Keep Feeding The Bear, UConn

Pitt At UConn

UConn quarterback Chandler Whitmer gets popped by Pitt safety Andrew Taglianetti on a third-and-long play in the first half at Rentschler Field in East Hartford. UConn recovered the fumble and went on to score a touchdown. (Patrick Raycraft, Hartford Courant / November 9, 2012)

EAST HARTFORD —

It doesn't matter if Pittsburgh had its heart broken in a three-overtime loss last weekend at Notre Dame. It doesn't matter if initially it looked as if the Panthers forgot to pack their hearts for the flight to Connecticut.

Not to UConn anyway.

What matters at this point is the Huskies seized this night, or at least enough of it for their first Big East victory of the year. What matters is that with an entire season threatening to slip down the plumbing, the Huskies responded with enough complementary football — one of Paul Pasqualoni's pet phrases — deserving of this complimentary analysis:

Hey, they won.

It's about time.

And it's about time the UConn offense laser-focused on Ryan Griffin at least in the first half.

You don't need to be Vince Lombardi or Bill Belichick to see that the Huskies allowed two or three games to slip through their fingers this season. Western Michigan, Temple, USF, even North Carolina State, any one of those L's could have been W's. So it wasn't insane to have called for UConn and its coaching staff to have done more with this favorable schedule. They clearly should have been better than 3-6 entering Friday night at Rentschler Field.

Yet having said that: Bully for all three of UConn's units. Linebacker Sio Moore was all over the place, menacing quarterback Tino Sunseri. Nick Williams returned a punt 80 yards for a touchdown, making poor punter Matt Yoklic look like he was running in sand.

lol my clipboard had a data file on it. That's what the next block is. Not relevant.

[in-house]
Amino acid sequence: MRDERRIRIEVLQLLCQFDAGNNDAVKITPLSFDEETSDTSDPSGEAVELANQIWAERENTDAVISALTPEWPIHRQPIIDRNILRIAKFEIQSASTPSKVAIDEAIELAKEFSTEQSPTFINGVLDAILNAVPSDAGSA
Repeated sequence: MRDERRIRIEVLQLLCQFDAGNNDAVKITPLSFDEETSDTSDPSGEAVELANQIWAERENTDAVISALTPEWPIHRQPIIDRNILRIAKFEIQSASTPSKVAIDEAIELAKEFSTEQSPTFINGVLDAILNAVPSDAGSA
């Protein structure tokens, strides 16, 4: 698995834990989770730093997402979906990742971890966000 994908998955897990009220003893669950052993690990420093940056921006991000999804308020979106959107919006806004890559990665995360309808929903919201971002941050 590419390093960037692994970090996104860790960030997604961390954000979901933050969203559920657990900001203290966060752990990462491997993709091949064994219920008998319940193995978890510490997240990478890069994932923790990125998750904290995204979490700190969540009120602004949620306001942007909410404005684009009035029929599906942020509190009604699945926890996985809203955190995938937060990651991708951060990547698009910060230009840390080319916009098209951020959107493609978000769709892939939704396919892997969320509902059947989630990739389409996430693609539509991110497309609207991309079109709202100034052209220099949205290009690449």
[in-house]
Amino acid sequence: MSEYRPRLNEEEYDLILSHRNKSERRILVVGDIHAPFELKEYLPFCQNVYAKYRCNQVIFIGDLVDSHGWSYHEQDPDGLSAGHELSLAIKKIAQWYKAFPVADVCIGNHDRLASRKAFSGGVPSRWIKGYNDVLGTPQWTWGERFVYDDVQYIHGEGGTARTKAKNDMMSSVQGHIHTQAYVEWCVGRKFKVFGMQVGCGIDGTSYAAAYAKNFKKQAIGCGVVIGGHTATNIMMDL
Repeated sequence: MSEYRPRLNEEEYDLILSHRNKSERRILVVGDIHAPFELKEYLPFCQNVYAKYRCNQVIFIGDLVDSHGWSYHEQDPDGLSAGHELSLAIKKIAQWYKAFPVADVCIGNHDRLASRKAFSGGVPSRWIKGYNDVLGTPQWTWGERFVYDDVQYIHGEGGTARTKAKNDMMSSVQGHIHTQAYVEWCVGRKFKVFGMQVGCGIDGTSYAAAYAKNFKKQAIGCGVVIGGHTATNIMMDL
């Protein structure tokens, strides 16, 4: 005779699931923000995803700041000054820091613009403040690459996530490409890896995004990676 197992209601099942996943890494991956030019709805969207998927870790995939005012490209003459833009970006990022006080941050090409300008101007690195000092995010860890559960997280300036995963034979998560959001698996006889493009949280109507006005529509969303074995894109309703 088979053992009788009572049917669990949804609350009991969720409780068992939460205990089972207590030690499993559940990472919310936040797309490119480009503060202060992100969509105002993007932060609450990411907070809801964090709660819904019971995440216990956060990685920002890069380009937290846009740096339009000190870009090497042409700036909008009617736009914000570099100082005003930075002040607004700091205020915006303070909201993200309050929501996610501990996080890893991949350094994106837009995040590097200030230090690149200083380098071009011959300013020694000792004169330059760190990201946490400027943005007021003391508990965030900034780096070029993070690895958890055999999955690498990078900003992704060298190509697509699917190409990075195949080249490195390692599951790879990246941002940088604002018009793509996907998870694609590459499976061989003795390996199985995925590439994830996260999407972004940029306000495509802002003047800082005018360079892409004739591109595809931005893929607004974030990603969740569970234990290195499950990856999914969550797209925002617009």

Yet when it was over, when the Huskies had outlasted the Panthers 24-17, one couldn't help but walk away thinking again about how they had allowed a 24-0 lead to slip … no, I'm not going to go there today. Let UConn and Pasqualoni enjoy this one.

"That's the type of the offense we can play," Griffin said. "We showed the type of team we are with the heart and senior leadership we have. We've been playing too bad. We really showed what we are made of tonight.

"You look in everybody's eyes. You ask yourself what went wrong. Tonight we were hitting on all cylinders. You look at two years ago. We beat Pitt right here and it restarted that season, so why can't we do it again?"

There's a lot of bunk out there that UConn doesn't have any talent. Look at the defense: Moore, Yawin Smallwood, Trevardo Williams, Blidi Wreh-Wilson, Dwayne Gratz. There's talent. Look at the special teams: Williams, Cole Wagner, except for the meltdown against Temple, Chad Christen. There's enough talent to win games.

There aren't as many stars on offense. But Griffin, at 6-6, 247, the senior tight end is as good as anybody on the team.

That's why it's a bit mystifying that Griffin wasn't targeted more the first half of the season. He caught one pass for 34 yards against UMass. He caught one for 4 yards against NC State and one for 2 yards against Maryland. After three catches against Western Michigan, one for a touchdown, he only caught one again against Buffalo.

That's seven catches in five games. Granted, fellow tight end John Delahunt also was targeted some. Still, seven catches in five games wasn't nearly enough for a guy who is capable of making pro money on Sundays.

Griffin had 31 catches as a sophomore in 2010. He caught 33 balls last season for 499 yards and three touchdowns. On the John Mackey Award Watch List, he had just 20 through nine games this year. Granted four of them were for touchdowns, including a 42-yarder against Temple, but we saw in the first half exactly what kind of a pass-catching bear he can be.

UConn needs to feed the bear.

Griffin had six receptions for 84 yards and a touchdown in the first half alone. And then … he finished with six for 84 yards. The only time Griffin was targeted in the second half, Chandler Whitmer overthrew him on what would have been a fourth-quarter touchdown and ended up as an interception by Jarred Holley.

"It was an aggressive call, we thought he'd be wide open, he was wide open," said Pasqualoni, knowing he could have had a field goal to make it 27-10. "Chandler couldn't believe he was so wide open. He overthrew it. But he came back and made a play at the end [a last-possession completion to Shakim Phillips] that won the game."

"We want that one back," Griffin said. "It would have capped off a great night. Too open, yeah. We practiced it all week and I think there was more coverage during the week."

CHICAGO